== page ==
Oh, and when it comes to Debian and Ubuntu, I still make use of user* commands which include useradd and not adduser. As an Arch user, this is just a habit of mine. I could care less for Debian-specific commands except for apt commands.
Assuming? Well that’s because the groupmod -l command is omitted in post regarding the usermod -l command.
Oh, wait a minute…
What I should have meant is as follows:
If a groupmod is included as follows:
Then there wouldn’t be any assumptions because now I would know that usermod -l does not modify the name of the group. Not my place to be rude—I mean, no offense. It’s actually my fault that I didn’t use the word “modify” instead of “create” for opening up to assumptions.
In any case, I did what I did the first time I renamed the user and changed the three files as a root user.
Thanks. This thread has answered my question regarding why the installer won’t allow me to use a dash, which I found it to be silly.
Yeah, the parameters are a bit silly. usermod -l new-username old_username modifies the user, while groupmod -n new-group old_group modifies the group. There is no -l option in groupmod and there is no -n option in usermod. They should have stuck with -n with both (“new” or “name”).
I didn’t think of modifying the group too, yeah, should have figured, because you modified /etc/group manually. By the way, if you want to backup your users on your system and transfer them to another, you need to backup
Good advice regarding backing up the list of users; however, different Linux distributions have different system users and groups, so it would be unwise to transfer them to Rocky Linux or Arch Linux. If I want the same users and groups, it’s better to centralize them in an LDAP server such as Samba or OpenLDAP.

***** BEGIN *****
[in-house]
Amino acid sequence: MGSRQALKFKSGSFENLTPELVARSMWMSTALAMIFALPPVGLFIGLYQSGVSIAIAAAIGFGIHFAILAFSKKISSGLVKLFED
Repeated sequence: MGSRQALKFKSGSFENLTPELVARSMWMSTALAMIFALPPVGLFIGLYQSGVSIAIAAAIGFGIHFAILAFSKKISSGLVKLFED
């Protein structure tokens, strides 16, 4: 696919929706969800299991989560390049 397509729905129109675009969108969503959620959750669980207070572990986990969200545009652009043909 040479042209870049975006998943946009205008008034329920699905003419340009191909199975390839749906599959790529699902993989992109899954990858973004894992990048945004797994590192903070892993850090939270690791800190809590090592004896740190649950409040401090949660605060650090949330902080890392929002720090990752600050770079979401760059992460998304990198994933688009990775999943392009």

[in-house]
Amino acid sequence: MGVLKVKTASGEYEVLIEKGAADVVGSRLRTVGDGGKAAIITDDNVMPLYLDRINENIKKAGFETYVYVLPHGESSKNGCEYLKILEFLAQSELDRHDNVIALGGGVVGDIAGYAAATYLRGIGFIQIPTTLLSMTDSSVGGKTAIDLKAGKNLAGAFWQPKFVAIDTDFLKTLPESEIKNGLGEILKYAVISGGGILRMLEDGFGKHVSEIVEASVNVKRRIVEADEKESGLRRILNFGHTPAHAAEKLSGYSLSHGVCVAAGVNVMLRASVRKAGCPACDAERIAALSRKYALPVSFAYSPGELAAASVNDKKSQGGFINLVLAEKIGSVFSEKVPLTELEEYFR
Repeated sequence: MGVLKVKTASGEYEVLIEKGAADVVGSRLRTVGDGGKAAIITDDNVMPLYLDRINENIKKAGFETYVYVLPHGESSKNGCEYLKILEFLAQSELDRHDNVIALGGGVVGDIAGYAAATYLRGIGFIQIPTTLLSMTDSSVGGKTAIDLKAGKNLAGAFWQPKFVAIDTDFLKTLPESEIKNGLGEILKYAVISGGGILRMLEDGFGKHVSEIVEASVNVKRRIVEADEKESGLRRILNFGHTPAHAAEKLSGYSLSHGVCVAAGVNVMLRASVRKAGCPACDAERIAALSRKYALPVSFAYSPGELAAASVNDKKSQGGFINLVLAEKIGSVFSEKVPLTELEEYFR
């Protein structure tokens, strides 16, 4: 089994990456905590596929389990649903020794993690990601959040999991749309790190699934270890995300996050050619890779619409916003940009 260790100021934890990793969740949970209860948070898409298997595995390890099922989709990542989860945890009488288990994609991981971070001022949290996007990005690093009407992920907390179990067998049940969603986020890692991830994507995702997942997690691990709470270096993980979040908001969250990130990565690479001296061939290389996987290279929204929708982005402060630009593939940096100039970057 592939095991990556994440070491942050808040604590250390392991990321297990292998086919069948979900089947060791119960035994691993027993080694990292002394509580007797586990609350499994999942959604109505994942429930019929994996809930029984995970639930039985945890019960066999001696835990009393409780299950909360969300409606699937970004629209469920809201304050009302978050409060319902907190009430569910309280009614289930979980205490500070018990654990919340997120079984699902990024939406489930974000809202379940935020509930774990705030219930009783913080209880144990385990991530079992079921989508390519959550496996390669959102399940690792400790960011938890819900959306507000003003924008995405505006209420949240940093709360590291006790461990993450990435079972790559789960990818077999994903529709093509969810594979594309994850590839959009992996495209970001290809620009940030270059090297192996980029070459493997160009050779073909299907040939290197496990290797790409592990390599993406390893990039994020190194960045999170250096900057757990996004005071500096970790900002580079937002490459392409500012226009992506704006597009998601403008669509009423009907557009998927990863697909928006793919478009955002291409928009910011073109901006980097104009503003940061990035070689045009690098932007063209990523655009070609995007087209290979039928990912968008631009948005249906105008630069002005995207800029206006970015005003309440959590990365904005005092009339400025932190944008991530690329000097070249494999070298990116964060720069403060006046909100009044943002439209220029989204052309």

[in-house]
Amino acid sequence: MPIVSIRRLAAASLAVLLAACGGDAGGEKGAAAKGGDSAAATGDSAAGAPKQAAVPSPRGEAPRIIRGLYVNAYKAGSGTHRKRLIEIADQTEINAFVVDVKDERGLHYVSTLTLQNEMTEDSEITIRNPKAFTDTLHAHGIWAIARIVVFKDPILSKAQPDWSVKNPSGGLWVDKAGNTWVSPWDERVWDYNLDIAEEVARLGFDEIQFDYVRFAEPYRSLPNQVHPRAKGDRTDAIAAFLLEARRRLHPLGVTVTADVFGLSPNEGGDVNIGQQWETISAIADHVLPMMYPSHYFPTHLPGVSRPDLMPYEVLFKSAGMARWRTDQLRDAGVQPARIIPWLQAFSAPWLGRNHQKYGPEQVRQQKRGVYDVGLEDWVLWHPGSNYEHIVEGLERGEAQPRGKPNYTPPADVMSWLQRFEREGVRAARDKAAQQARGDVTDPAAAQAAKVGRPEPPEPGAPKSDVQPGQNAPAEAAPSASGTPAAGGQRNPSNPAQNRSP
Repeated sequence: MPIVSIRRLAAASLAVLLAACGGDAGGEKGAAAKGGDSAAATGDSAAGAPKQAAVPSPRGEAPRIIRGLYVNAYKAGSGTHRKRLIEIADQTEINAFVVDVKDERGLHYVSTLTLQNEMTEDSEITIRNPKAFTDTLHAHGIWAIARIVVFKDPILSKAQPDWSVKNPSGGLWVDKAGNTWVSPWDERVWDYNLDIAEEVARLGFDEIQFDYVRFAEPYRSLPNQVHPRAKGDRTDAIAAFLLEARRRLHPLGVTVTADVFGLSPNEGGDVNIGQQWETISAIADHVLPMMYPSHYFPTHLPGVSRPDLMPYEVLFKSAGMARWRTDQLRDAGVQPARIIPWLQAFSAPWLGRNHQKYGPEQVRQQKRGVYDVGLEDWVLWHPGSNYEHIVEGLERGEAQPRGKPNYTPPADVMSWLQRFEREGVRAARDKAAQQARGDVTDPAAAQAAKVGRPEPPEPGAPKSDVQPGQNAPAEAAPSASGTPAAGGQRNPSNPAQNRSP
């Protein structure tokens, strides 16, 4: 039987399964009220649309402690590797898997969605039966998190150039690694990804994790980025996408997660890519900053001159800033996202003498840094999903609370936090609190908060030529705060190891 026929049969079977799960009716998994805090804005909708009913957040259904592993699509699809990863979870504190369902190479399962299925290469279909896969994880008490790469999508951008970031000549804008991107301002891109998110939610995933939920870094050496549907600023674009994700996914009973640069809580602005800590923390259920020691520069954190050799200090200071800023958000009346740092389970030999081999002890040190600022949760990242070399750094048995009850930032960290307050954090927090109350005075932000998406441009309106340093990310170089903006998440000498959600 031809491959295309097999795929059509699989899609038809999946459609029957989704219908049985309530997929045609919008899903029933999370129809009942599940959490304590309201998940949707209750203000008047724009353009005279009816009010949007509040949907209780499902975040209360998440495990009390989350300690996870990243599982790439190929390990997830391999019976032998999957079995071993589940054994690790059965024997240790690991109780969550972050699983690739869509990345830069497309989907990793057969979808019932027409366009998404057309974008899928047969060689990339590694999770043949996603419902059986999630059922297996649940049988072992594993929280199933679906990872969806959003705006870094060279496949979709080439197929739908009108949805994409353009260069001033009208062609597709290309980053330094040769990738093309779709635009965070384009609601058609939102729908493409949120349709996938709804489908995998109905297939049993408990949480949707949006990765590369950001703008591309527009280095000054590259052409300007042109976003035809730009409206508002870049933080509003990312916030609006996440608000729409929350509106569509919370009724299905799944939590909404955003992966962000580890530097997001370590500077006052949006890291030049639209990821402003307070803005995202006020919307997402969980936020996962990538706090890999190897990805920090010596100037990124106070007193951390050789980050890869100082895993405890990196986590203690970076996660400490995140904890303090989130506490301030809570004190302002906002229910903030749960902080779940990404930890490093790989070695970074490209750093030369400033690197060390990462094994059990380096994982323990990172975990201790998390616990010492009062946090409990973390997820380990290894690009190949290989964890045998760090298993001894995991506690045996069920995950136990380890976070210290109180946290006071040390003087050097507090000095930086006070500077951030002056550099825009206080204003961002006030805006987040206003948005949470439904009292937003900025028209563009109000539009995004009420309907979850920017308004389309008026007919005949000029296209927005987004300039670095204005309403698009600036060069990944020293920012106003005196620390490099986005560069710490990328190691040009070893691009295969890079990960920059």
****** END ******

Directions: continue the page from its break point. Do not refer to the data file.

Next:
For example, in Debian server:
$ grep dial /etc/group
ls -l /dev/ttyS0
crw-rw---- 1 root dialout 4, 64 Feb 20 00:23 /dev/ttyS0
And in Arch Linux:
$ grep uucp /etc/group
$ ls -l /dev/ttyS0
crw-rw---- 1 root uucp 4, 64 Mar 12 07:26 /dev/ttyS0
Both dialout and uucp are the same for /dev/ttyS0. If I have a serial device (which I do), to allow a user to access a serial device I simply added the user to the group depending on which Linux distribution I am currently running.
However, I really went off-topic. This thread is about choosing a username with a dash during installation. I would really like to perform any installation “The Arch Way™” regardless of which Linux distribution I use. Would be nice if Debian-based distributions could ship with something like aptstrap (like in "pacstrapbut for Debian/Ubuntu/Pop!_OS) which allows me to specify which packages I want to install into the/mnt` directory and take full control of the installation process, so I do not have to deal with limitations of installers. If that were possible, DT from DistroTube would love to go with “The Arch Way™” of installing any Linux distribution in a virtual machine without the installer telling him “The password ‘dt’ is too weak and I won’t let you continue.” This is when Derek is doing reviews of Linux distributions.